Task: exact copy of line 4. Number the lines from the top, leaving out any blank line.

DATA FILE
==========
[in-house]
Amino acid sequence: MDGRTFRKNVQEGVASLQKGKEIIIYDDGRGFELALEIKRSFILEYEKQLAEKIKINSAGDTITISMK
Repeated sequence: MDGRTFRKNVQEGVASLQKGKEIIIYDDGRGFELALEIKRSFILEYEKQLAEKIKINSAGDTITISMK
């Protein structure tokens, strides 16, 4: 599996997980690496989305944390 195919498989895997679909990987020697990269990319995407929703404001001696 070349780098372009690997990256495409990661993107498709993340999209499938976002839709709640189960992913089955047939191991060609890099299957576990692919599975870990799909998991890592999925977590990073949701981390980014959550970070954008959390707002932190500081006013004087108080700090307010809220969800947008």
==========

């Protein structure tokens, strides 16, 4: 599996997980690496989305944390 195919498989895997679909990987020697990269990319995407929703404001001696 070349780098372009690997990256495409990661993107498709993340999209499938976002839709709640189960992913089955047939191991060609890099299957576990692919599975870990799909998991890592999925977590990073949701981390980014959550970070954008959390707002932190500081006013004087108080700090307010809220969800947008």